Take Jesus’ words in our gospel reading. In Matthew’s gospel, these words come as Jesus is wrapping up his time with his disciples, his enemies are plotting to get rid of him, to get rid of this inconvenient rabble rouser. And, I can see why. His words have as we like to say, comforted the afficted and afflicted the comfortable. He was always turning the tables. This morning it’s no different. We, especially us Lutherans with our Reformation faith, with our belief that God loves us and saves us through sola fidei (faith alone), this passage couldn’t have been on the Reformers (Martin Luther and others top ten). Here Jesus gives us a completely different picture–one where it’s not our faith, not our creed, but our actions that matter. It’s what we do for and with those who are the most vulnerable among us. It is being with the thirsty, the hungry, the sick, the imprisoned and oppressed.
The other thing about this is that these are actions that are done unaware, almost unconsciously, not out of religious devotion, not out of any desire to please God, but simply out of the goodness, or out of the pure need of the other.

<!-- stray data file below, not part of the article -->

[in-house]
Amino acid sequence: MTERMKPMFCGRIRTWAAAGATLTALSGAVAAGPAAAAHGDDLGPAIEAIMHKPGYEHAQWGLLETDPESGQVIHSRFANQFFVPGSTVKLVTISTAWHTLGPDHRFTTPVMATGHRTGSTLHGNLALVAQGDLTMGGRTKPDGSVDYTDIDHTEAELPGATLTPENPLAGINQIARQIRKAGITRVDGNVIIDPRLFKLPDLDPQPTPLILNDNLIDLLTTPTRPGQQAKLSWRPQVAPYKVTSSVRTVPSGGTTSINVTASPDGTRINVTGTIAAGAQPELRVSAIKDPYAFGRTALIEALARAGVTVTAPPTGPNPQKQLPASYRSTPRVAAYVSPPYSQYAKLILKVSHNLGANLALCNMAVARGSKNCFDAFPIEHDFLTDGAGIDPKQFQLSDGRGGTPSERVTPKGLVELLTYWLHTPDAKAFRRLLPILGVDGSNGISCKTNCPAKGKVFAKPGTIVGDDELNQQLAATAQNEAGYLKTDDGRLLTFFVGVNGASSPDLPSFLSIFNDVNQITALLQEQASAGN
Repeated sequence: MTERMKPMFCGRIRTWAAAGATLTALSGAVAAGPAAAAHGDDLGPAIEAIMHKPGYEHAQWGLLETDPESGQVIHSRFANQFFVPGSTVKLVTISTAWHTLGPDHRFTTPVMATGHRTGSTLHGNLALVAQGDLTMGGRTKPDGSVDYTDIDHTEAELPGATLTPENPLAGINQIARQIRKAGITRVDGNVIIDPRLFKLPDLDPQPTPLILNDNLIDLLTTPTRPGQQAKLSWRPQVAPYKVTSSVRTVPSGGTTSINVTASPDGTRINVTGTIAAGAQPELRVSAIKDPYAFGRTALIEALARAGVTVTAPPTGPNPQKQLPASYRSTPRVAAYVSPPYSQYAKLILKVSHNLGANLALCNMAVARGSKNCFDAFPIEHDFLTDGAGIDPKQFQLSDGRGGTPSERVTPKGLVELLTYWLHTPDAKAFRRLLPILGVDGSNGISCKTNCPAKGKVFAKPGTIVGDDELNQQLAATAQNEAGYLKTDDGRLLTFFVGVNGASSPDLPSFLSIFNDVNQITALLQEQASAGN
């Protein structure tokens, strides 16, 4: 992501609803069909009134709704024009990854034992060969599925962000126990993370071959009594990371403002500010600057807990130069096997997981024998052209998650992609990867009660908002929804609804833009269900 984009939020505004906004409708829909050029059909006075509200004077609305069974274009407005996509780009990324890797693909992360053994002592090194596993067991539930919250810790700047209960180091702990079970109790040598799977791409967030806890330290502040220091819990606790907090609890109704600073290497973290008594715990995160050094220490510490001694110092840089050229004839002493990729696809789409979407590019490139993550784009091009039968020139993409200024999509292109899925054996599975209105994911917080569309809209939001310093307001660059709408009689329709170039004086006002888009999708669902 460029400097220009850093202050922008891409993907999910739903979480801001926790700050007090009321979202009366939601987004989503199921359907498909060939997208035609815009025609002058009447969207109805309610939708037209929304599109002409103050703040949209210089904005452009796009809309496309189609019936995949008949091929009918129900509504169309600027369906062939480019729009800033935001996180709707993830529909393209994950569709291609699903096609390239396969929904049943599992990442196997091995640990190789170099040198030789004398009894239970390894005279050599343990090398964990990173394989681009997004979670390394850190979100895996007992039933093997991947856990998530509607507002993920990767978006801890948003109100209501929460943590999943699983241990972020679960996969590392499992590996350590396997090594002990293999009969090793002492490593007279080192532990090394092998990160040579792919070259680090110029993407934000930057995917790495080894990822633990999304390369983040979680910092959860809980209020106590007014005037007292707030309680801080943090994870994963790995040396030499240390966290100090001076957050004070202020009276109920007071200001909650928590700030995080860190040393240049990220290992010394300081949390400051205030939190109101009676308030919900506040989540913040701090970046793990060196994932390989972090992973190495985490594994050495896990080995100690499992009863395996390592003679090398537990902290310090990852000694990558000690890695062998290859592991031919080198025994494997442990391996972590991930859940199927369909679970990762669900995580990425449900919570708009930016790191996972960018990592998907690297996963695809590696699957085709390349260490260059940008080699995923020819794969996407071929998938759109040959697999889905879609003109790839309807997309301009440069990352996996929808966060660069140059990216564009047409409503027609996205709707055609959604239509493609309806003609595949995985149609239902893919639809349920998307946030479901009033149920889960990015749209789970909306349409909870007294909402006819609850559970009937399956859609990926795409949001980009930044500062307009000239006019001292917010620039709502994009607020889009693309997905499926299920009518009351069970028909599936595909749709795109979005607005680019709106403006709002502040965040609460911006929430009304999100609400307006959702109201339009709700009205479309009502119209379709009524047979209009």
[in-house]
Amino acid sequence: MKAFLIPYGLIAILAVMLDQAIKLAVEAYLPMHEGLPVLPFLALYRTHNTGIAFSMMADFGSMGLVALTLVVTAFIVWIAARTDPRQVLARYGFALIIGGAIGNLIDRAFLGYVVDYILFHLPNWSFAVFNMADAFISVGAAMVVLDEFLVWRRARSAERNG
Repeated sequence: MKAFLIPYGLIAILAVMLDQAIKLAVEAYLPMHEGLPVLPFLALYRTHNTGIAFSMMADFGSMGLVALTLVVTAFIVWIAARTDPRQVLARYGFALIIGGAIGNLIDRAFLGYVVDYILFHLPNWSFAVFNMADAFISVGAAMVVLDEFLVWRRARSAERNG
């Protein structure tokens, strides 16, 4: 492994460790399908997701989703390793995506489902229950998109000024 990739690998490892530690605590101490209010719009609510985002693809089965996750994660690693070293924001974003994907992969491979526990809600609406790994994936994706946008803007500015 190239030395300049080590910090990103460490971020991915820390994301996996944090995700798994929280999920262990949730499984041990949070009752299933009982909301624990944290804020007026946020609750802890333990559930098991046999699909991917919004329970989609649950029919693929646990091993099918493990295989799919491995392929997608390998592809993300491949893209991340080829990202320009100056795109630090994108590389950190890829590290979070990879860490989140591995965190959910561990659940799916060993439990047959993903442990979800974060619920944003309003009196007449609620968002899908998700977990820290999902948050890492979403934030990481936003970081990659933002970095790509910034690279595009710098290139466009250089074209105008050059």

Jesus redefines what and who is holy. It isn’t worship attendance; bible reading; it isn’t creed confessing; it isn’t check writing, committee serving, but pure compassion for the poor, the hungry, the imprisoned, the oppressed, the stranger, the exile, the immigrant.
And it doesn’t seem all that optional either.
Today, in many churches, not all is Christ the King Sunday. Unlike so many other feasts and festivals that are long on history and tradition. The designation of this day as Christ the King isn’t even 100 years old. It was created in 1925 by the Pope – Pope Pius the XI (11th). As he observed the world he was living in, a post World War I, a world on the verge of a Great Depression, a world becoming more secular (or in our terms – a world becoming more worldly) and with Fascists (ultra-nationalistic dictators) becoming more and more powerful. The Pope thought it was about time declare Christ as King—not Mussolini, not Roosevelt, not Obama, or Reagan, or Grover Norquist, or Walker, or democrats, republicans, not even capitalism. As Christians we are seriously limiting our choice. Christ is our King—means our ruler, our guide, our savior.
The choice we have is to admit it and live it. We don’t have the option of letting the Salvation Army be the only ones doing the most good. If Christ is really our king, Matthew’s words tell us what that looks like. There’s no avoiding it. Jesus just says if you say you follow me, this is what it looks like, this is what eternal life looks like. Jesus says, if you choose to call me Lord, this is what you and your life look like. For us there is no other option, in a world of so many, sometimes even too many choices– it’s that simple. Amen.